Citing strong winds and persistently dry conditions, the National Weather Service (NWS) on Sunday issued a rare red-flag warning for wildfires for the Twin Cities and a broad swath of the state.

The the fire risk fell as winds calmed and temperatures dropped.

Red-flag warnings are highly unusual this late in the year, and reflect the intensity of the drought still lingering across much of the state. Some 34% of Minnesota is experiencing abnormally dry conditions, and 12% of the state is in severe drought, according to the U.S. Drought Monitor at the University of Nebraska-Lincoln. The drought, combined with the end of the growing season, has left vegetation extremely dry and susceptible to fire. The NWS had issued only six red-flag warnings in the month of November since 2006.

Drought-weary residents should get some relief from the persistent dry conditions this week, as lower temperatures and a storm system move through the region. The Weather Service's office in Chanhassen forecasts a 60% chance of precipitation on Tuesday after 5 p.m. and thunderstorms throughout the night.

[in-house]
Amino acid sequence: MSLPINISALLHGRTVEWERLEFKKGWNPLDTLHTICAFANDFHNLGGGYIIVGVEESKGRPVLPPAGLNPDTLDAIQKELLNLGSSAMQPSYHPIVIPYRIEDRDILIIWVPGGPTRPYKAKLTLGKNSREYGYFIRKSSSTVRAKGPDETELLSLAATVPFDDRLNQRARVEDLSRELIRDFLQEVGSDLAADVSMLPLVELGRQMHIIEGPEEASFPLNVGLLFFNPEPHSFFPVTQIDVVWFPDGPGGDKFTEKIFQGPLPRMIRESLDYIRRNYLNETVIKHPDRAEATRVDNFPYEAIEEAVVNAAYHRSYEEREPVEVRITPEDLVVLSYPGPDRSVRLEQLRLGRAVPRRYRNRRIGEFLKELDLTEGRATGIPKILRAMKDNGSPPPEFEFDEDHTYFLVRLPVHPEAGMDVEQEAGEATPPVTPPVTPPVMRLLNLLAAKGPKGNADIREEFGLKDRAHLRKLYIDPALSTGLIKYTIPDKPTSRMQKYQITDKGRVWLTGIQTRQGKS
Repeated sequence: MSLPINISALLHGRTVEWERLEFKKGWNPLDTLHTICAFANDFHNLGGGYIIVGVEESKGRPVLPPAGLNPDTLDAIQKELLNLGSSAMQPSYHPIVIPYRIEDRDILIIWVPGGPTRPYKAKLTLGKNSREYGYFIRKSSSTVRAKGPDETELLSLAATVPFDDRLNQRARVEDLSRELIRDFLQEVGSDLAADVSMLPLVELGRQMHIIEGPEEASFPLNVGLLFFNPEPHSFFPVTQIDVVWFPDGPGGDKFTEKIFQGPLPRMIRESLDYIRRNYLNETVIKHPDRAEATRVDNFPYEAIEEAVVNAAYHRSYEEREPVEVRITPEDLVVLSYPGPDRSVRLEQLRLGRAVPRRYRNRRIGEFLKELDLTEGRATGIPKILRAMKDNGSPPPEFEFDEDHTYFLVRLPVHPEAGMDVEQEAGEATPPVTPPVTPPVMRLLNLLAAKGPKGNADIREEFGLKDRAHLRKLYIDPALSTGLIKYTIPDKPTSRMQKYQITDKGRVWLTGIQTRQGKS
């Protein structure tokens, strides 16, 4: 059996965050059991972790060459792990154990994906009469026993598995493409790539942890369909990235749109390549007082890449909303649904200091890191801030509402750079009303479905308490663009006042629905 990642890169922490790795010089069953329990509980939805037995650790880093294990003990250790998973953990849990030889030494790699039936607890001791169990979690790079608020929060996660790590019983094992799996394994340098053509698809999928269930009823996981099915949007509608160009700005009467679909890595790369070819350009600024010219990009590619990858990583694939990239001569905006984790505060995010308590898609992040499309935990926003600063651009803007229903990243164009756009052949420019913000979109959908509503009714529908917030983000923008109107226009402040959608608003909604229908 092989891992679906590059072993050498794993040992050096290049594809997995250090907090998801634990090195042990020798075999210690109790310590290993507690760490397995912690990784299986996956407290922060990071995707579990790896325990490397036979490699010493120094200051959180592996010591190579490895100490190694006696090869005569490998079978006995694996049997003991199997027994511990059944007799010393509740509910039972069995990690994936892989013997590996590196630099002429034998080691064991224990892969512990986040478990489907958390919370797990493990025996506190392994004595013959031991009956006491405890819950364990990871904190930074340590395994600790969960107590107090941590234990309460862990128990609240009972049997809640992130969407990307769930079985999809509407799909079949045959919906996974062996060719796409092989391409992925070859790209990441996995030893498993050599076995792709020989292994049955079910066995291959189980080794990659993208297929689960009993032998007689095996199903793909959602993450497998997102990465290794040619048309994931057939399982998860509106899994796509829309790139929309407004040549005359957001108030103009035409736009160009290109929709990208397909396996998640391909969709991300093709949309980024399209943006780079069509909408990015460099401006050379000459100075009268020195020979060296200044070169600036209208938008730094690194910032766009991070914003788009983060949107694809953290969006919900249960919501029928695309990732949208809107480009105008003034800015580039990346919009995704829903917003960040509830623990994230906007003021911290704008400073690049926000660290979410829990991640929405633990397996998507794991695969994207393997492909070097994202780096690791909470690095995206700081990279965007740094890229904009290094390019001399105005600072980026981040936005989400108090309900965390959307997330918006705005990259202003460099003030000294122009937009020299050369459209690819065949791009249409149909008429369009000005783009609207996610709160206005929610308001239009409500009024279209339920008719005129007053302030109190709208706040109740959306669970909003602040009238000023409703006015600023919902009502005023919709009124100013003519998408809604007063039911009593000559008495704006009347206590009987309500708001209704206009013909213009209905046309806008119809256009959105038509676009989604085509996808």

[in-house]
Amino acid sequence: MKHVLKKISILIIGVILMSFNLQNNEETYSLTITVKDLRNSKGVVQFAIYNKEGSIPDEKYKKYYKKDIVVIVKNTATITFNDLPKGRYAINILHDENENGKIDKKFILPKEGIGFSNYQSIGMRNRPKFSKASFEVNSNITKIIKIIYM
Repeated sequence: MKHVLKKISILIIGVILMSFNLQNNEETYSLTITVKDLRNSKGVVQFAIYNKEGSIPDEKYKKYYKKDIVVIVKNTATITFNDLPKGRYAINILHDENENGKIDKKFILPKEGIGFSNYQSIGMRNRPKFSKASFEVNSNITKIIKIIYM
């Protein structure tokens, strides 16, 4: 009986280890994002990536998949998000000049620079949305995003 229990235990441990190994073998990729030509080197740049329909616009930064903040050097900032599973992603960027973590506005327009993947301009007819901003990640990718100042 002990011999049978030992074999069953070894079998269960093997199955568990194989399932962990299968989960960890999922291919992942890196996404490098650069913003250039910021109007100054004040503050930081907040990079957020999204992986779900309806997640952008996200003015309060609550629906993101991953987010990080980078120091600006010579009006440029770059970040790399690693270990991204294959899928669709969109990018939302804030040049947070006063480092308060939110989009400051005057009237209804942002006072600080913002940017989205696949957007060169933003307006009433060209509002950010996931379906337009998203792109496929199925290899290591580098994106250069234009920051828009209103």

On Wednesday there are high chances of rain and another possible thunderstorm on Thursday. By Thursday night and into Friday there is a chance of snow.

The system could generate more than an inch of precipitation in the Twin Cities, but only around a quarter-inch in far southern Minnesota. High temperatures are forecast to fall into the 30s by the weekend.

While the heaviest rain will likely fall north and east of the worst drought-hit areas, this is the "best chance of widespread beneficial rains locally since August," the NWS said on its Twitter feed.

"We definitely need any rain we can get," said Caleb Grunzke, a meteorologist with the NWS office in Chanhassen. "It won't bring a ton of relief to the drought. But if we get what's forecast, at least an inch of rainfall, then it will definitely help."

The Minnesota Department of Natural Resources announced last week that it is restricting open burning due to increased wildfire risk from dry conditions.

"Extreme drought conditions in combination with dry fall vegetation, low humidity and wind make for dangerous fire conditions," said Allissa Reynolds, DNR wildfire prevention supervisor, in a news release. "Restricting open burning prevents a burn pile from escaping and becoming a wildfire."

The red-flag fire warning issued Sunday covered 35 counties in central and southern Minnesota that are already experiencing intense drought conditions.